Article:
In honor of these two petrologically-inclined gentleman, I wrote this little story, The Fleming and the Walloon. please don’t think of this as any commentary on the political situation in Belgium between the Flemings and the Walloons. I am unable to speak to that as I am neither. However, I thought it would be an interesting foundation to build a story on the two natures man. It is quite a stretch I know, but I thought it would be an interesting effort. My preemptive and sincere apologies to the Flemish and Walloon everywhere.

(This story will be published here in the near future.)

© 2011 A Mission Proclaimed

A Mission Proclaimed is a federally recognized 501(c)(3). Your support is greatly appreciated.

And who is my neighbor?

7 November, 2010

Learning english, Tijuana, Mexico, 2010.

Learning english. Tijuana, Mexico. 2010.

Between downtown Tijuana and Las Playas on the pacific ocean lies a small colonia called Cañon Carretas. Hidden among the scrap wood and plastic dwellings sits a one-room building that serves as a youth center, school, and simple gathering place. On August 6 of this past summer, I visited this small Mexican community with Kathy Saracoff, a missionary with Latin American Mission. For a few hours that Friday morning I watched as she led a small group of kids in some gospel songs, and then spent time educating them in english.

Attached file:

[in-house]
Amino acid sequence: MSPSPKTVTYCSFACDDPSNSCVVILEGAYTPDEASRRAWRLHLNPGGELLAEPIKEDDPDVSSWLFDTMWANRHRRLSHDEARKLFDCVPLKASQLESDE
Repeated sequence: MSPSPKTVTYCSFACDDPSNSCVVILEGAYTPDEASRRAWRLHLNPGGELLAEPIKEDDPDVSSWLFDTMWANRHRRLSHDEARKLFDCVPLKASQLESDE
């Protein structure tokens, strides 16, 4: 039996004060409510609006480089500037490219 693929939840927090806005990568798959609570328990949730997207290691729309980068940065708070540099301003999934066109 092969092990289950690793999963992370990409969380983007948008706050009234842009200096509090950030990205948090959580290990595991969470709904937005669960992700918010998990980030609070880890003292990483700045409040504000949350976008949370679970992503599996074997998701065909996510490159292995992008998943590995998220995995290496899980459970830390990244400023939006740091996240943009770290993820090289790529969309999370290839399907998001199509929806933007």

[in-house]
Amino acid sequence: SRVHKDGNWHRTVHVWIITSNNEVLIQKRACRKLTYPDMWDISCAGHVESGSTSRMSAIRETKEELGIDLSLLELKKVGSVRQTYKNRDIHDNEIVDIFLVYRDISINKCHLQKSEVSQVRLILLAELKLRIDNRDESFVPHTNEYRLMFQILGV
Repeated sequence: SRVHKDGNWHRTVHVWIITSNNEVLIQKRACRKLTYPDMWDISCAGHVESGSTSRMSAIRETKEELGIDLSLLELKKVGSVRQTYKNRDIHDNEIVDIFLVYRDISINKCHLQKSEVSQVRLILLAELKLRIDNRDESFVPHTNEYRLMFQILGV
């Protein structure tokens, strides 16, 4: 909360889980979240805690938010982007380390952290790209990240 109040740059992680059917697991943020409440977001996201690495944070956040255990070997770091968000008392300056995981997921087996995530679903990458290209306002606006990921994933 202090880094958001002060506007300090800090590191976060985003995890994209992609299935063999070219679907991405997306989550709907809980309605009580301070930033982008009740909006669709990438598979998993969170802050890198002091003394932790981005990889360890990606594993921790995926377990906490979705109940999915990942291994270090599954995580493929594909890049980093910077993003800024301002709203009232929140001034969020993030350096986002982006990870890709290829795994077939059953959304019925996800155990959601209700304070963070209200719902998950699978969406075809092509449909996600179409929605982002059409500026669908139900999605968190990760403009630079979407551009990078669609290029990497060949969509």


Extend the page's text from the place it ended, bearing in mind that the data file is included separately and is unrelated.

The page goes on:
Employment in the community used be a short hike over to an adjacent valley where fathers, mothers, and those old enough to work dug through an immense mountain of refuse in one of the Tijuana-area dumps. Eventually, land-fill activities ceased at the site and dump activity moved closer to Tecate. Since then, the members of the community have had to commute, any way they can, to the new dump site where they earn a meager living digging for recyclables hidden in the tons of refuse dumped there everyday.